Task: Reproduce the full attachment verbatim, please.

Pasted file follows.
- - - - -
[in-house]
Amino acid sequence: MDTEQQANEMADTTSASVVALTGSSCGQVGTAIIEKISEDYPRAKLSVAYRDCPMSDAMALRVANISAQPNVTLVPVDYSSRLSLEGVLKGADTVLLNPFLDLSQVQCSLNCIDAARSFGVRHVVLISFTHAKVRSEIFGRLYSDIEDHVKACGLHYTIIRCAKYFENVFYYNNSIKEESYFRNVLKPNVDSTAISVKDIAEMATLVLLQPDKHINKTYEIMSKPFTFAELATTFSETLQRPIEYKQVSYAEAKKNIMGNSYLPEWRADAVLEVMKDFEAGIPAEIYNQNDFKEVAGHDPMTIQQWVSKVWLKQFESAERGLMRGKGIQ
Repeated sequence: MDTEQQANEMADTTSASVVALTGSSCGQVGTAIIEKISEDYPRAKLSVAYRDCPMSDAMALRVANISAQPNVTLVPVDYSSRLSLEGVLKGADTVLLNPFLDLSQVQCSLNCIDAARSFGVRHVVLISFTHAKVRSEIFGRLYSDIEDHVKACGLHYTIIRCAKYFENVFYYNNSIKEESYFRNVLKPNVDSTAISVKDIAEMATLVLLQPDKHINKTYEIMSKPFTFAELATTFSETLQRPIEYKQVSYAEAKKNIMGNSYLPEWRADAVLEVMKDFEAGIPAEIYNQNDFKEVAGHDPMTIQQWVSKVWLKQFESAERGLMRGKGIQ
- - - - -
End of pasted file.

[in-house]
Amino acid sequence: MDTEQQANEMADTTSASVVALTGSSCGQVGTAIIEKISEDYPRAKLSVAYRDCPMSDAMALRVANISAQPNVTLVPVDYSSRLSLEGVLKGADTVLLNPFLDLSQVQCSLNCIDAARSFGVRHVVLISFTHAKVRSEIFGRLYSDIEDHVKACGLHYTIIRCAKYFENVFYYNNSIKEESYFRNVLKPNVDSTAISVKDIAEMATLVLLQPDKHINKTYEIMSKPFTFAELATTFSETLQRPIEYKQVSYAEAKKNIMGNSYLPEWRADAVLEVMKDFEAGIPAEIYNQNDFKEVAGHDPMTIQQWVSKVWLKQFESAERGLMRGKGIQ
Repeated sequence: MDTEQQANEMADTTSASVVALTGSSCGQVGTAIIEKISEDYPRAKLSVAYRDCPMSDAMALRVANISAQPNVTLVPVDYSSRLSLEGVLKGADTVLLNPFLDLSQVQCSLNCIDAARSFGVRHVVLISFTHAKVRSEIFGRLYSDIEDHVKACGLHYTIIRCAKYFENVFYYNNSIKEESYFRNVLKPNVDSTAISVKDIAEMATLVLLQPDKHINKTYEIMSKPFTFAELATTFSETLQRPIEYKQVSYAEAKKNIMGNSYLPEWRADAVLEVMKDFEAGIPAEIYNQNDFKEVAGHDPMTIQQWVSKVWLKQFESAERGLMRGKGIQ